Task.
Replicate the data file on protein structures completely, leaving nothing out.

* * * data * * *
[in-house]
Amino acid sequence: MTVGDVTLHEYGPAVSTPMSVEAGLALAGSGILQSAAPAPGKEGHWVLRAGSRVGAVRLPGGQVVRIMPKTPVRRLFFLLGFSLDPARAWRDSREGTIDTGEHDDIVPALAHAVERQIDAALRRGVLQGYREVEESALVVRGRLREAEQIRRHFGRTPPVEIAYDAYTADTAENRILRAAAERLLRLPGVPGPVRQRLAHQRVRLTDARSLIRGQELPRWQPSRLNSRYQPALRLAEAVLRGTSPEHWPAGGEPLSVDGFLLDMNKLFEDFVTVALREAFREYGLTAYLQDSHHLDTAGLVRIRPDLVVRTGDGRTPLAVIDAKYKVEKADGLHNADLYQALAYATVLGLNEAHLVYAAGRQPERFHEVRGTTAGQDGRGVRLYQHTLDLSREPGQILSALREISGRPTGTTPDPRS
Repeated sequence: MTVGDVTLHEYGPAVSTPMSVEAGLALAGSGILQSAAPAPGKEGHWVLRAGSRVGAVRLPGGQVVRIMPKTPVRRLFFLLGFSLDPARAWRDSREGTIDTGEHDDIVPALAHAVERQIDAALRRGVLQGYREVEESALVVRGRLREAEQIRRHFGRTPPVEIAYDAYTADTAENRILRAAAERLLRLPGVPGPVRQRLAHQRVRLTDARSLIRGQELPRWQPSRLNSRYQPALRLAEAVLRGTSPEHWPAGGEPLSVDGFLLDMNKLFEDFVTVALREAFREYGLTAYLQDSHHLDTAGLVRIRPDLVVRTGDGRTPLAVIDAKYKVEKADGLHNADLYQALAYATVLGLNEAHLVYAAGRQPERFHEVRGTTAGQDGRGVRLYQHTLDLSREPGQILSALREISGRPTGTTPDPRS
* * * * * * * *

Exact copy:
[in-house]
Amino acid sequence: MTVGDVTLHEYGPAVSTPMSVEAGLALAGSGILQSAAPAPGKEGHWVLRAGSRVGAVRLPGGQVVRIMPKTPVRRLFFLLGFSLDPARAWRDSREGTIDTGEHDDIVPALAHAVERQIDAALRRGVLQGYREVEESALVVRGRLREAEQIRRHFGRTPPVEIAYDAYTADTAENRILRAAAERLLRLPGVPGPVRQRLAHQRVRLTDARSLIRGQELPRWQPSRLNSRYQPALRLAEAVLRGTSPEHWPAGGEPLSVDGFLLDMNKLFEDFVTVALREAFREYGLTAYLQDSHHLDTAGLVRIRPDLVVRTGDGRTPLAVIDAKYKVEKADGLHNADLYQALAYATVLGLNEAHLVYAAGRQPERFHEVRGTTAGQDGRGVRLYQHTLDLSREPGQILSALREISGRPTGTTPDPRS
Repeated sequence: MTVGDVTLHEYGPAVSTPMSVEAGLALAGSGILQSAAPAPGKEGHWVLRAGSRVGAVRLPGGQVVRIMPKTPVRRLFFLLGFSLDPARAWRDSREGTIDTGEHDDIVPALAHAVERQIDAALRRGVLQGYREVEESALVVRGRLREAEQIRRHFGRTPPVEIAYDAYTADTAENRILRAAAERLLRLPGVPGPVRQRLAHQRVRLTDARSLIRGQELPRWQPSRLNSRYQPALRLAEAVLRGTSPEHWPAGGEPLSVDGFLLDMNKLFEDFVTVALREAFREYGLTAYLQDSHHLDTAGLVRIRPDLVVRTGDGRTPLAVIDAKYKVEKADGLHNADLYQALAYATVLGLNEAHLVYAAGRQPERFHEVRGTTAGQDGRGVRLYQHTLDLSREPGQILSALREISGRPTGTTPDPRS